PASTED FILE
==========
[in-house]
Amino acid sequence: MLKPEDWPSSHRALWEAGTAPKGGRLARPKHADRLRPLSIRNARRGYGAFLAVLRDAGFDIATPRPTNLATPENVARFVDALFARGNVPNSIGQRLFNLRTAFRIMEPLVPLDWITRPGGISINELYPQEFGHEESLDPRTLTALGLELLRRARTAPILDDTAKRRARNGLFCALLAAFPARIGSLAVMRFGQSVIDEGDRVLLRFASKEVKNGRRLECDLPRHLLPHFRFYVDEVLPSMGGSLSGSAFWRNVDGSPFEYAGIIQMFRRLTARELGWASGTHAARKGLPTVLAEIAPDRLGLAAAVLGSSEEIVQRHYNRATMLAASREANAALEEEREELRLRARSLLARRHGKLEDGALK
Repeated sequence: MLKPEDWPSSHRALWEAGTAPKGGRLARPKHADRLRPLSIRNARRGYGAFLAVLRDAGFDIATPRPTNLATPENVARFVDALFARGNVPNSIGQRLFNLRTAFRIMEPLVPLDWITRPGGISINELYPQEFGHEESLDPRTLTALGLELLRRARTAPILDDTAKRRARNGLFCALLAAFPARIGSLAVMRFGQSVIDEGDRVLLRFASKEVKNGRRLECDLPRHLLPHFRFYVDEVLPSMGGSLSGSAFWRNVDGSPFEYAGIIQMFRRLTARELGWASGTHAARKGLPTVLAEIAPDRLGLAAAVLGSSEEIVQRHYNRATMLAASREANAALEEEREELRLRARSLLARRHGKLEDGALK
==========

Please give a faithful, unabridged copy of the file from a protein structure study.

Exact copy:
[in-house]
Amino acid sequence: MLKPEDWPSSHRALWEAGTAPKGGRLARPKHADRLRPLSIRNARRGYGAFLAVLRDAGFDIATPRPTNLATPENVARFVDALFARGNVPNSIGQRLFNLRTAFRIMEPLVPLDWITRPGGISINELYPQEFGHEESLDPRTLTALGLELLRRARTAPILDDTAKRRARNGLFCALLAAFPARIGSLAVMRFGQSVIDEGDRVLLRFASKEVKNGRRLECDLPRHLLPHFRFYVDEVLPSMGGSLSGSAFWRNVDGSPFEYAGIIQMFRRLTARELGWASGTHAARKGLPTVLAEIAPDRLGLAAAVLGSSEEIVQRHYNRATMLAASREANAALEEEREELRLRARSLLARRHGKLEDGALK
Repeated sequence: MLKPEDWPSSHRALWEAGTAPKGGRLARPKHADRLRPLSIRNARRGYGAFLAVLRDAGFDIATPRPTNLATPENVARFVDALFARGNVPNSIGQRLFNLRTAFRIMEPLVPLDWITRPGGISINELYPQEFGHEESLDPRTLTALGLELLRRARTAPILDDTAKRRARNGLFCALLAAFPARIGSLAVMRFGQSVIDEGDRVLLRFASKEVKNGRRLECDLPRHLLPHFRFYVDEVLPSMGGSLSGSAFWRNVDGSPFEYAGIIQMFRRLTARELGWASGTHAARKGLPTVLAEIAPDRLGLAAAVLGSSEEIVQRHYNRATMLAASREANAALEEEREELRLRARSLLARRHGKLEDGALK